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Infinite Pentation (and x-srt-x)
#11
nuninho1980 Wrote:yes. but I don't get value "x" of a^^x if x<1 using your code "tetration and slog". Sad

Don't be sad, that's to be expected. My code only applies when (a>1), which would require that (x>1) for this function.
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#12
So this is my attempt at a proof, and there are a bunch of inequalities, which always confuse me Tongue, so let me know if there are any mistakes.

Let as usual. I will use k (instead of n) to avoid confusion with .

Lemma 1 (Knoebel). iff for all .

Lemma 2. for all real .
Proof.
The base- tetrational function is continuous and monotonic?

Lemma 3. for all positive real and real .
Proof.
The function for all , thus . If , then , so .

Lemma 4 (lower bound). For all integer , .
Proof.
Since , then obviously . Together with lemma (2), this implies that . Substituting (hypothesis), this can be written as which implies by lemma (1).

Lemma 5 (decreasing). For all integer and , .
Proof.
We have for all integer by definition. It follows that
by lemma (3). Thus which implies by lemma (1).

Theorem.
Proof.
for all by lemma (4) and lemma (5).
... In the limit, the squeeze theorem and completeness should guarantee that the limit exists and converges to .

Is this right?

Andrew Robbins
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#13
So I tried using regular and natural tetration to fill out the rest of the graph. I almost ignored using bases where because these bases would have 2 fixed points: (1) the upper fixed point would overlap the "blue" region which I already calculated with interpolation (but a good area for comparison), and (2) the lower fixed point would overlap the "green" region which I already calculated with natural iteration (also a good area for comparison).

The only part I used regular tetration for was the "red" region, which corresponds to bases where . Using pure regular iteration from the primary fixed point of the base-a tetrational is real-valued only for integers, and complex-valued everywhere else. So I fudged a little bit to make the graph, I solve the equation and these points are what you see in the "red" region of the graph. I'm pretty sure these are wrong, and that the graph would have to be complex here (if tetrationals for bases less than 1 form complex outputs for real inputs), so it's more of a heuristic than a continuation of the blue curve.

   

Andrew Robbins


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#14
andydude Wrote: for all by lemma (4) and lemma (5).
... In the limit, the squeeze theorem and completeness should guarantee that the limit exists and converges to .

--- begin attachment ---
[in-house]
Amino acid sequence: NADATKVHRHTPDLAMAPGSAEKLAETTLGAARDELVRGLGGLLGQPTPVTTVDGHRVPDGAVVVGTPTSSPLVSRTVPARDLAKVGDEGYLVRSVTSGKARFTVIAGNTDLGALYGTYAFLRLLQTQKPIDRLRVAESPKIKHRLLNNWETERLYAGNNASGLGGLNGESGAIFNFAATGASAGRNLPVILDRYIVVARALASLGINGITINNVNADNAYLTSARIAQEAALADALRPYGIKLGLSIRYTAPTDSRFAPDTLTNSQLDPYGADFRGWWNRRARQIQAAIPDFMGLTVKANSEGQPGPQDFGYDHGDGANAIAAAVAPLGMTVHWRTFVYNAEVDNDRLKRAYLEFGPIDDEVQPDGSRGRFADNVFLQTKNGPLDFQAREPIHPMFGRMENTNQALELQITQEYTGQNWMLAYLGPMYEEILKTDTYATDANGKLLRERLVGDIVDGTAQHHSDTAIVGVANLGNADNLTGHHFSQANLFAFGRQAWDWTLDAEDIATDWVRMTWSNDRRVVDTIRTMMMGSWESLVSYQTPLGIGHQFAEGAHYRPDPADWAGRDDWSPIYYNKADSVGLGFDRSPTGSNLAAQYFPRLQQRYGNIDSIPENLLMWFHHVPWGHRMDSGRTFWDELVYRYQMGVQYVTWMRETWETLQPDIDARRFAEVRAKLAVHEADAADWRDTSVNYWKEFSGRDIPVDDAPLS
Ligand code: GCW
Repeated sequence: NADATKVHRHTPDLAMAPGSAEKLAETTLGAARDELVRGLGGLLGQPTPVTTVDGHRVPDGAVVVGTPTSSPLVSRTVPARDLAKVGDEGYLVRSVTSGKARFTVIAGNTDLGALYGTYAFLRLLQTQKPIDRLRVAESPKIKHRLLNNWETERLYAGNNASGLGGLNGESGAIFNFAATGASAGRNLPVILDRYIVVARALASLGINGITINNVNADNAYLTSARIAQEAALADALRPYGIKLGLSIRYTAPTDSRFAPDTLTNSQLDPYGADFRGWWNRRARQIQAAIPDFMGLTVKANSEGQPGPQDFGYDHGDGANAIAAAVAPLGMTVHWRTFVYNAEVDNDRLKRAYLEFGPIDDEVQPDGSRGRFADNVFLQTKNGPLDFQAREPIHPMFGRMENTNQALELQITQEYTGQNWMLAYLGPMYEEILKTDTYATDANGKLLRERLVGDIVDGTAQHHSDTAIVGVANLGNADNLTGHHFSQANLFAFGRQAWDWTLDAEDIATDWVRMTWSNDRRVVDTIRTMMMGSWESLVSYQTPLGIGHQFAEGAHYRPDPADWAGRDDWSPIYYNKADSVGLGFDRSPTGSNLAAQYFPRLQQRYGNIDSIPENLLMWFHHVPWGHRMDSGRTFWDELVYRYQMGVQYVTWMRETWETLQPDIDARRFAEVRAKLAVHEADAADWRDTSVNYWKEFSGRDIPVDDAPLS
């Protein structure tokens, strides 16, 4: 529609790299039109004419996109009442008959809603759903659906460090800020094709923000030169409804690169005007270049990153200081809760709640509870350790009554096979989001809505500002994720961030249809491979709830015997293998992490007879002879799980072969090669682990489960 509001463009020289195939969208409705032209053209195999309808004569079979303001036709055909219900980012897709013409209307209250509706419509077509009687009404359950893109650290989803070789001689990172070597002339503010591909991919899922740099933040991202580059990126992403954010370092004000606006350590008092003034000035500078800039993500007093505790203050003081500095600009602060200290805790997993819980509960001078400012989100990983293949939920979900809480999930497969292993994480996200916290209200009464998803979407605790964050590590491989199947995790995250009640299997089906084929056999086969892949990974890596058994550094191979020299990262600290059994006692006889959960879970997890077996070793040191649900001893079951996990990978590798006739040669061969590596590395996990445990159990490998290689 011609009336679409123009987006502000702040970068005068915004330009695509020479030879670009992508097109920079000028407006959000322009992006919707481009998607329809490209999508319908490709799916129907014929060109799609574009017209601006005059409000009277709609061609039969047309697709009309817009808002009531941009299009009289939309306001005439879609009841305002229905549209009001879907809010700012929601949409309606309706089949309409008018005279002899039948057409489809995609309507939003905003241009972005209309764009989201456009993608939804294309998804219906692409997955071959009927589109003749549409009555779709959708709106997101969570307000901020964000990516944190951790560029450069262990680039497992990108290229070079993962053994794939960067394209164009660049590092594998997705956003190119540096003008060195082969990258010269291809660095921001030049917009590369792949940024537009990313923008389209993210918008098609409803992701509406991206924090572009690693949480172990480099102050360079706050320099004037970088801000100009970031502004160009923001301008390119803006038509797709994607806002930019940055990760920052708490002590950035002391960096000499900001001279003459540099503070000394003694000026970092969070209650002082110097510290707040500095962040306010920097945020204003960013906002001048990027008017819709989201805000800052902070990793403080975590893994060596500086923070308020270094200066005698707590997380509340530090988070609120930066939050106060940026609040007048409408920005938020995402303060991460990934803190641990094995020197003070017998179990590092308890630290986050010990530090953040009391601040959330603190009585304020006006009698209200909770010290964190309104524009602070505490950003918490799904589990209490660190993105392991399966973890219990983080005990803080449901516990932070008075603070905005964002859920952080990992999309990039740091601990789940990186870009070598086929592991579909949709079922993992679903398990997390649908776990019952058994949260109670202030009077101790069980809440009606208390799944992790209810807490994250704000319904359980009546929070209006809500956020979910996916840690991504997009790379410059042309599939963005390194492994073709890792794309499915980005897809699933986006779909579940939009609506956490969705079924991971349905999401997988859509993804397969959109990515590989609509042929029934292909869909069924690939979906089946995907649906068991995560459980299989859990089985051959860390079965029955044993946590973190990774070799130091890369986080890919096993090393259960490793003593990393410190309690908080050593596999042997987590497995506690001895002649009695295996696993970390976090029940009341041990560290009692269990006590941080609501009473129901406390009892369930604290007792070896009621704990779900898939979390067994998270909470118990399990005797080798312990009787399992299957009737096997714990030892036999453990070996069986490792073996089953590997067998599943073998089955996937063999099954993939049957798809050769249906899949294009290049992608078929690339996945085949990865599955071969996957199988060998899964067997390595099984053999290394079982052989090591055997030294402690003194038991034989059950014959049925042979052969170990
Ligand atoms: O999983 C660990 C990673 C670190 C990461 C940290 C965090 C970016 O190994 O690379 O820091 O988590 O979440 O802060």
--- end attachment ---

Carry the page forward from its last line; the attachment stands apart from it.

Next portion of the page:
Is this right?

I dont think so. When the sequence is decreasing and bounded it has a limit. But this limit could be probably bigger than . Or did I overlook something?
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#15
(04/13/2009, 05:01 PM)bo198214 Wrote:
andydude Wrote: for all by lemma (4) and lemma (5).
... In the limit, the squeeze theorem and completeness should guarantee that the limit exists and converges to .

Is this right?

I dont think so. When the sequence is decreasing and bounded it has a limit. But this limit could be probably bigger than . Or did I overlook something?

for all

so the limit must be eta when lim k = oo because the rule is < and not =< , i think bo has overlooked that !?!

or did i miss something ?
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#16
(05/03/2009, 10:42 PM)tommy1729 Wrote: for all

so the limit must be eta when lim k = oo because the rule is < and not =< , i think bo has overlooked that !?!

or did i miss something ?

yes, take a similar example:


by your argumentation .
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#17
(05/03/2009, 10:51 PM)bo198214 Wrote:
(05/03/2009, 10:42 PM)tommy1729 Wrote: for all

so the limit must be eta when lim k = oo because the rule is < and not =< , i think bo has overlooked that !?!

or did i miss something ?

yes, take a similar example:


by your argumentation .

thats not the same , the limit value cannot possibly be smaller than eta , so eta is the ultimate boundary.

and because any infinite tetration of real base (eta + q) = oo

our resulting limit must be between eta < " limit "< eta + q

taking lim q = 0+ => " limit " = eta.
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#18
(05/03/2009, 10:57 PM)tommy1729 Wrote: thats not the same , the limit value cannot possibly be smaller than eta ,
Of course not the limit in the above case is 0. It is *greater* than -1.
Thats what I already said in my original objection: the limit can possibly be *greater* than .

Quote:and because any infinite tetration of real base (eta + q) = oo

proof?
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#19
(05/03/2009, 10:57 PM)tommy1729 Wrote: and because any infinite tetration of real base (eta + q) = oo

I thought this was about infinite pentation, not infinite tetration.
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#20
(05/04/2009, 08:20 PM)BenStandeven Wrote:
(05/03/2009, 10:57 PM)tommy1729 Wrote: and because any infinite tetration of real base (eta + q) = oo

I thought this was about infinite pentation, not infinite tetration.

Well depends how you interpret it. Surely the title "infinite pentation" means

which is the same as infinitely repeated tetration, which tommy refers to.
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